Pectus deformities: causes and effects
VOL: 97, ISSUE: 28, PAGE NO: 36
Caroline Emery, RGN, DipHealth Studies, is preadmission clinic nurse, Royal Brompton and Harefield NHS TrustPectus deformities are the most common congenital chest-wall deformities and are better known as pigeon chest and funnel chest. The conditions affect patients psychologically and socially, and some complain of physical symptoms. The most significant factors with such deformities are age and the prominence of the body area that is affected.
Progressive growth spurts lead to a marked deformity by adolescence. Peer acceptance and conformity with the perceived norm are important to adolescents and can cause problems for those with chest deformities. Schilder (1935) said that body image is dynamic - it changes with age. During the teenage years, a patient may be acutely aware of the shape of his or her chest, but once they have a career, family and financial commitments, they may focus on their deformity less. Body area
Society, and the media in particular, places a high priority on physical appearance and physique, especially in teenagers. Many adolescents with pectus deformities feel unable to wear low-cut or open tops as these would expose their chests, so they often disguise their deformity by wearing loose-fitting clothes. Schilder (1935) confirmed that short-term solutions such as changes in clothing can alter body image. Acceptance of a disability or disfigurement is easier if the affected part of the body is not central to a person's self-concept: if the person places more value on intelligence, personality or relationships than physical beauty, he or she is more likely to adapt to the disability (Anderson, 1982). The attitudes of others
Interpersonal relationships and other people's attitudes will affect a person's self-perception. People, particularly adolescents, not only search for their identity from within but also in others (Anderson, 1982). People pick up cues from others to help them define themselves. The relationship with, and the attitudes of, those closest to the person with the disability have particular significance. Some parents dismiss the pectus deformity as being part of the person and little different from the colour of their hair or eyes, for example. Others seem to draw attention to the deformity, thereby heightening the child's anxiety. Parental attitudes can affect how well children cope with their deformity and may result in them deciding not to have surgery later in life. Socioeconomic factors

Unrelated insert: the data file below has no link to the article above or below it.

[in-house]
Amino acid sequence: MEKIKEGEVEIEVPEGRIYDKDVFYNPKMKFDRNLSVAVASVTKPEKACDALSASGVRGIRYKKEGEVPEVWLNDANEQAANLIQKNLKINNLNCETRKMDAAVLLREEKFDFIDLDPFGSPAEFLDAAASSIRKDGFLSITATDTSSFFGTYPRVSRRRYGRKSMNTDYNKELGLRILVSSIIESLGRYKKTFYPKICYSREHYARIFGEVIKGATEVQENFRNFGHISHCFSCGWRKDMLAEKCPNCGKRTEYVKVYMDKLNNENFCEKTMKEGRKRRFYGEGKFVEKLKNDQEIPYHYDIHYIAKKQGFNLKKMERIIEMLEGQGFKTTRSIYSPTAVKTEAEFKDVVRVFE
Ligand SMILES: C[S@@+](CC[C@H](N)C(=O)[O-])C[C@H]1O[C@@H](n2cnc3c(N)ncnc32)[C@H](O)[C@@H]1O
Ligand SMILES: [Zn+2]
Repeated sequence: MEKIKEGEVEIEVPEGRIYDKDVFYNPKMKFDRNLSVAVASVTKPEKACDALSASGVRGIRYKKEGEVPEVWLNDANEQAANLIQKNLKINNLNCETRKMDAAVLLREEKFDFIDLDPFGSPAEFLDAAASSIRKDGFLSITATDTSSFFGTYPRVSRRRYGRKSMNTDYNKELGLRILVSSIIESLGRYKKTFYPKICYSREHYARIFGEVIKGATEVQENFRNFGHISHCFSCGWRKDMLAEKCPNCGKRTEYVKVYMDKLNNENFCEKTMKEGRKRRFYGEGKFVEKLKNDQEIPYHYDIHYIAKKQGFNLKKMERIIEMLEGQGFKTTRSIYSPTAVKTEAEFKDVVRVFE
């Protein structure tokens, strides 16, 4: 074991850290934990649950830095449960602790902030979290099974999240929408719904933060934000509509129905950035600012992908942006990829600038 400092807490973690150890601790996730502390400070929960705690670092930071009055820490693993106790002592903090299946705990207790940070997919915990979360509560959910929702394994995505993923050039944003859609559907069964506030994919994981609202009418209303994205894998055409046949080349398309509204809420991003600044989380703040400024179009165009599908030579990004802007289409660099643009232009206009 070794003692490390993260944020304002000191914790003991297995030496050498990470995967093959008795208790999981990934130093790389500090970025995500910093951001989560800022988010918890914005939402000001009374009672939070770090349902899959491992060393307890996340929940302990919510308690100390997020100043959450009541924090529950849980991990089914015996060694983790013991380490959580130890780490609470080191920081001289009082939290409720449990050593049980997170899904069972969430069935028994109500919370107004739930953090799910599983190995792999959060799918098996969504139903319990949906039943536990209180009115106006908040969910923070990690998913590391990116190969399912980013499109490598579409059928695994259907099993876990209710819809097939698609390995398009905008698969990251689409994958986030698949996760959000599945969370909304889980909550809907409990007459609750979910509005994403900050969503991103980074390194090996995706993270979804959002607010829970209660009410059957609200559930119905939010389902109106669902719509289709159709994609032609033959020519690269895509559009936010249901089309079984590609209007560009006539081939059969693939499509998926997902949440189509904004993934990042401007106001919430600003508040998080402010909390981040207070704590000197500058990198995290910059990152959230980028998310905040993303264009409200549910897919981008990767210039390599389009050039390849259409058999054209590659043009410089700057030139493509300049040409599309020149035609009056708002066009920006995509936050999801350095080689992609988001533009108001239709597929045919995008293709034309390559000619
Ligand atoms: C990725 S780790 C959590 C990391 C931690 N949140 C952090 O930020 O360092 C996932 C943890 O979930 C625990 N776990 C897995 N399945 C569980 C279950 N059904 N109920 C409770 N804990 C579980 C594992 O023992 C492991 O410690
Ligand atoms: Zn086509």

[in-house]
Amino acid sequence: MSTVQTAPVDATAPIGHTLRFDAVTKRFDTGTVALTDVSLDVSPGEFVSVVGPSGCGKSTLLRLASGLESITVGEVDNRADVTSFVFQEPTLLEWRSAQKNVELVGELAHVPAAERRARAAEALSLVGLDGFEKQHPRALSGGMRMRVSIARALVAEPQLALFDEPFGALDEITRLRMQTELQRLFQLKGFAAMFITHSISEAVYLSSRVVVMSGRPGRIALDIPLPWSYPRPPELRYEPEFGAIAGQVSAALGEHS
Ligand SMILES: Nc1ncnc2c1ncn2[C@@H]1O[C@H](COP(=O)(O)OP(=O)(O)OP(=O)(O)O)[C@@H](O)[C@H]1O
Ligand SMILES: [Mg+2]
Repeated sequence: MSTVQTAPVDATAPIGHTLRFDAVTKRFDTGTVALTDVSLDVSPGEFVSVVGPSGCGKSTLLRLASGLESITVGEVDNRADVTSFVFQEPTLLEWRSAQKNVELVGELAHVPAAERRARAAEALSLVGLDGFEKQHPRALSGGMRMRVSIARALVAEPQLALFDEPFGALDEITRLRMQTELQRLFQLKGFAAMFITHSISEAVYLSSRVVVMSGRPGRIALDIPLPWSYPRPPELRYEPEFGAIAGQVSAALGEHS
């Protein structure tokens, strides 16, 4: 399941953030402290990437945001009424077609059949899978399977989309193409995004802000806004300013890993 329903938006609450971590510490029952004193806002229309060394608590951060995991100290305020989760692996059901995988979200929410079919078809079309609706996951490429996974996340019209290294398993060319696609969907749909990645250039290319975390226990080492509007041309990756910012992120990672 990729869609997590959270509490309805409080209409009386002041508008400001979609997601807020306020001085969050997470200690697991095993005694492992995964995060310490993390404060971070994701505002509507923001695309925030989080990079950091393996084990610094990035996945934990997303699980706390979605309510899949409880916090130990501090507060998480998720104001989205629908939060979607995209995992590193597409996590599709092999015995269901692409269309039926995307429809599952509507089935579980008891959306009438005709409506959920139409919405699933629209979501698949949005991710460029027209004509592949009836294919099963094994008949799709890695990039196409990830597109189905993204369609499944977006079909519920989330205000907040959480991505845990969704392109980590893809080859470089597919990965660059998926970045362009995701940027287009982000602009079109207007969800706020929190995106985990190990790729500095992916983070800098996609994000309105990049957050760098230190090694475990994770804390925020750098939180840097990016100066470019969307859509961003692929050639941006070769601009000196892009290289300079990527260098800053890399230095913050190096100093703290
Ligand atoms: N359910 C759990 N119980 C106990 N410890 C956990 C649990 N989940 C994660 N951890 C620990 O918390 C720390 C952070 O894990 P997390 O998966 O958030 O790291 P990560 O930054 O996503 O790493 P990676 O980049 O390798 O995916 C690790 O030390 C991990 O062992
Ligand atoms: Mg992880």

Education, occupation, income, social class and status profiles, as well as the level of resources available to the person with the disability, are all factors that may affect their self-concept. Many young patients are demanding more information on the options of treating pectus deformities. Surgical correction
Ravitch (1952) was the first surgeon to correct pectus deformity. Surgical correction of such deformities today involves low morbidity, little cost, minimal limitation and a high chance of symptom improvement. Fonkalsrud et al (2000) state that more than 97% of patients have a very good or excellent result. Wheeler and Foote (2000) state that in comparison with the USA, UK surgeons see few patients with a pectus deformity. The general impression seems to be that patients in the UK are advised to 'put up' with it. Most are told, incorrectly, that it will improve with age; that the malformation produces few symptoms and is merely a cosmetic problem; and that the surgery is dangerous, minimally effective and unnecessary. In fact, less than 15% of patients with a pectus deformity have surgery (Fonkalsrud et al, 2000). The operation performed at the Royal Brompton and Harefield Hospitals is a modified Ravitch (1952) procedure. The patient receives an epidural infusion for pain relief over 24-48 hours postoperatively and is nursed in the high-dependency unit on the first postoperative night. Most patients go home three to five days later. Exercise is essential for a successful outcome without side-effects: it will cause breathlessness, which makes the lungs re-expand to their former size and function. It is important for patients to take regular painkillers to control the pain, enabling them to exercise. However, contact sports must be avoided for at least three to four months to ensure all bones heal. Postoperative complications are uncommon but include pneumothorax, keloid scarring and discomfort from the sternal bar (Fonkalsrud and Bustorff-Silva, 1999). The Nuss procedure is a minimally invasive technique that places one or two curved steel bars behind the sternum, forcing it into the correct shape. This method has recently been developed and is being continuously evaluated. The results in very young patients are encouraging. Engum et al (2000) suggest it may become the preferred method of pectus excavatum surgery for patients aged five to 15 years. Pectus correction surgery is usually performed by specialist thoracic surgeons who have an obligation to operate on patients with diseases and disorders that are life-threatening. Because of constraints on finances in the NHS and because pectus correction surgery is often viewed as cosmetic, patients may find they have a struggle to get the operation. Because of the need for evidence-based decisions on the allocation of resources, it is vital to study the psychosocial outcomes, patient satisfaction and quality of life before and after surgical correction of pectus deformities. The Royal Brompton and Harefield NHS Trust will be conducting a small-scale study to address these issues. The increasing and justifiable demand from patients for more information has prompted us to write a patient education leaflet and set up a patient database. In March last year, we launched a website that gets several hundred hits a month. We also receive several personal inquires every week from people seeking further information and support. - Royal Brompton and Harefield NHS Trust: www.pectus.org - Johns Hopkins University School of Medicine: nabtt.org/pediatric_surgery/diseases/index.html